Wagner has warm memories of a frigid Musket Bowl

Rick Wagner was a speedy tailback for Daniel Boone back in the 1970s.

By Trey Williams

The temperature is expected to be around 70 degrees when the 53rd annual Musket Bowl kicks off on Friday at Nathan Hale Stadium in Gray.

But former Daniel Boone player Rick Wagner will probably shiver at least once while recalling the rivalry.

Wagner, a tailback in the wishbone for Coach Ken Green’s Trailblazers, led the Inter-Mountain Athletic Conference in scoring and rushed for over 1,000 yards as a senior in 1978. He was Boone’s team MVP in football and baseball as a senior and went on to play baseball for Charley Lodes when he had it rolling at East Tennessee State.

Perhaps his most vivid Musket Bowl memory was Boone’s 20-0 win at Crockett in 1976. The temperature for the Nov. 5 kickoff was in the upper 20s. The rivalry moved indoors to the brand-new Minidome at East Tennessee State the following year.

“I mean it was so cold the sweat would freeze in your chinstrap,” Wagner said. “Every time I see Coach Green, now no matter who’s around, he talks about that last year we played Crockett outside. He put me in at quarterback and he said, ‘Listen, here’s what I want you to do. I want you to fake 182, and as soon as you fake it, bootleg it to your left.’ And he said, ‘And I’m telling you right now there’s only gonna be one guy there. … And I swear to you, you couldn’t have drawn it up on paper any better. And he loves to tell that because he basically foresaw the whole thing.”

Boone beat Crockett 36-0 at ETSU in 1977. Wagner caught a 37-yard TD pass from Robbie Davis.

The ’77 team was one of the best Boone has had. It finished a 7-4 season with a bowl game loss to Fulton in Clinton. The Trailblazers’ victims that season included Greeneville (27-24), Sevier County (12-6) and Science Hill (7-3) in the teams’ first-ever meeting.

Rain poured for much of the game at muddy Memorial Stadium, and Boone sank the Hilltoppers when Wagner connected with Bryan Horton for a 48-yard touchdown pass on a halfback option throw with 5 1/2 minutes left in the first half. Anthony McInturff’s 31-yard field goal had given Science Hill the lead in the first quarter.

“We ran the old wishbone and it was just a sweep right, halfback pass,” Wagner said. “I just threw it up and Bryan was real fast and he ran under it. I just threw it up. I don’t think there was any seeing somebody wide open. I think I just threw it as far as I could and he ran under it.”

A number of Boone coaches celebrated the victory by diving in a big puddle at the field.

“A couple of them were jumping in the mud puddle out near the end zone,” Wagner said with a chuckle. “I think Coach Green, Mike Kiernan and Dennis Adams did. I know Karl Winkle was one of the coaches. I doubt if he was one crazy enough to jump in the water. …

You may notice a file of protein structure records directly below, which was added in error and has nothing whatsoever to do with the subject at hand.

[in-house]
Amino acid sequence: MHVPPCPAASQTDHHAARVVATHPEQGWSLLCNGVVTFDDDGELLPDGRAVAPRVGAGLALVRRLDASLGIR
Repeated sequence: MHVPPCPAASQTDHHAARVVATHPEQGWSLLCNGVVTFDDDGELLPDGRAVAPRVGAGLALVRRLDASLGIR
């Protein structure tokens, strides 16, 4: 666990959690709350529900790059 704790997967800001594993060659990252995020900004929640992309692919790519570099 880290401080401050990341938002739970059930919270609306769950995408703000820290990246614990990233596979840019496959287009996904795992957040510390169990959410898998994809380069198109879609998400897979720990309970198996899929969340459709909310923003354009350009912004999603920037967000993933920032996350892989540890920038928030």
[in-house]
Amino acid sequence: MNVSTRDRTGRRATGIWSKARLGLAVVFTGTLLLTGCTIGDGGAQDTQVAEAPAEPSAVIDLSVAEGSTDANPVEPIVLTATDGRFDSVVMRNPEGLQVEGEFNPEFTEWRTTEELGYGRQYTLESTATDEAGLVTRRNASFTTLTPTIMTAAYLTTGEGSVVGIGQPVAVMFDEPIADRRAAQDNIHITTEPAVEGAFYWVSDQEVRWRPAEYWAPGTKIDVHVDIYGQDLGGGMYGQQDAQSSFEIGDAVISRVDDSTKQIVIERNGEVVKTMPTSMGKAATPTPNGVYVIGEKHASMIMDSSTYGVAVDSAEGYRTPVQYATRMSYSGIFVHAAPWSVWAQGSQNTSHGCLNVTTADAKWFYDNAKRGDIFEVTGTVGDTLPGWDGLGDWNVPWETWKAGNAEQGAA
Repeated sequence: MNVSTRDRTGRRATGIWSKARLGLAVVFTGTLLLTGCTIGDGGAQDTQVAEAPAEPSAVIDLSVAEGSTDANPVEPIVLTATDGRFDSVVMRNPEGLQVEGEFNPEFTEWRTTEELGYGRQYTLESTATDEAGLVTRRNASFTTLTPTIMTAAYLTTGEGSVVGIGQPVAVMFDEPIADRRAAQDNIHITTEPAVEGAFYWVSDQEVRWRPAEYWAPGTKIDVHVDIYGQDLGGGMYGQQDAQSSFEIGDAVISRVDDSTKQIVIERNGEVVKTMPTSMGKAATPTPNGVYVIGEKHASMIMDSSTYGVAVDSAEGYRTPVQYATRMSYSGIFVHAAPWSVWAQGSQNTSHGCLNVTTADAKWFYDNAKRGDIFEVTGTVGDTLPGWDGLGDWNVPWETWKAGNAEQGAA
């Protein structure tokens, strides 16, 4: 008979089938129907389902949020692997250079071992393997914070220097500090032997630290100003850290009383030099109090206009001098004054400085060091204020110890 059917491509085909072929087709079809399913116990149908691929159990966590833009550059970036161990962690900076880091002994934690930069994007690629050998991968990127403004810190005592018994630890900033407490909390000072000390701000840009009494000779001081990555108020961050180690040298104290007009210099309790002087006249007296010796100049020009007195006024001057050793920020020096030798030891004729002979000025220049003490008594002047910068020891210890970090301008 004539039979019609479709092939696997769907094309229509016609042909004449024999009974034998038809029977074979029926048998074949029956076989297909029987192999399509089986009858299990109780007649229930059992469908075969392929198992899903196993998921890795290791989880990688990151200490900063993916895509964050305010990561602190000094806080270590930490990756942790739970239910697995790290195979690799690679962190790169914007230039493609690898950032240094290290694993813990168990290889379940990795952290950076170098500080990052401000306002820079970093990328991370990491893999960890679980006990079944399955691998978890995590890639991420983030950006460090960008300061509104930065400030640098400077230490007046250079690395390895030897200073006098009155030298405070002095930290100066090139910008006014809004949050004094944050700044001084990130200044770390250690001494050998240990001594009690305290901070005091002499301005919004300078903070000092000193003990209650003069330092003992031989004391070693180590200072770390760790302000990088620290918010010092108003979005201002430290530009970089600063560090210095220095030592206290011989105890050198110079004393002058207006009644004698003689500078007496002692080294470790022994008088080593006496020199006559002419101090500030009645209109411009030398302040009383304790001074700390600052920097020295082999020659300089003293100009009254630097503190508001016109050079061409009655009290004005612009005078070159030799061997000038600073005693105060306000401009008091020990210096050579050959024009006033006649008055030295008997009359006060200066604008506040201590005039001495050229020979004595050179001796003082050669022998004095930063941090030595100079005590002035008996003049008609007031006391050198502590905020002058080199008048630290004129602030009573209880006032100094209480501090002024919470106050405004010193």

“Coach Green was unique. He let his assistant coaches do a lot of coaching. He really trusted threm. Coach (Dave) Torgerson, who coached baseball for years, was on staff and he was a really, really good defensive backs/running backs coach and things like that. And those coaches were really close to each other to on and off the field – still to this day.”

Boone lost to Science Hill 23-0 the following year. First-year coach Tommy Hundley moved the game to the Minidome because rain was in the forecast, and a Boone fan at the game had a sign with “Science Hill is afraid of rain.”

Wagner wasn’t afraid, but he wasn’t looking forward to chasing speedy Dee Dee Scott on pass routes on the new carpet. But despite the Trailblazers’ lack of success, Wagner helped keep Scott from having a big night.

“I was pretty fast, but he was fast,” Wagner said. “It was a matter of keeping him in front of me and taking good angles and giving him respect. I’m gonna tell you something: running the ball and stuff was no problem. But guarding him – I was nervous. I think he just caught one or two passes and at the end of the game I was more tickled with that than anything I did offensively.”

Rick Wagner with his son Daniel, who had a stellar baseball career of his own at Daniel Boone.

Wagner coached a variety at sports at Boone, Gray and Ridgeview. He was the head baseball coach at Boone for three years and the Trailblazers’ head softball coach 12 years. He coached the softball team to a state runner-up finish in 2012 and will coach in his seventh season as an ETSU assistant next spring. He said if he did anything well as a coach it was convincing players to compete for something bigger than themselves.

Wagner’s son Daniel pitched at Boone and in college (Virginia Intermont, Point University, USC-Beaufort).

Boone lost 33-19 to Crockett in 1978 when Wagner was a senior. Wagner scored a TD wearing No. 10 instead of his usual No. 23. Sophomore quarterback Hal Janeway was wearing No. 23. Green said years later he switched some players’ jersey numbers for “counter espionage” because he was convinced that Crockett had been privy to too much of Boone’s preparation.

“Rick was a senior and I was sophomore and we had switched jerseys,” Janeway said. “Of course, he was a far better athlete, so I don’t think it fooled anyone by him wearing my no. 10. Looking back, it’s funny to think about it. We were running the wishbone and he was such a great player. It didn’t matter what number he wore – he was one of the best players in school history and highly recognizable.”


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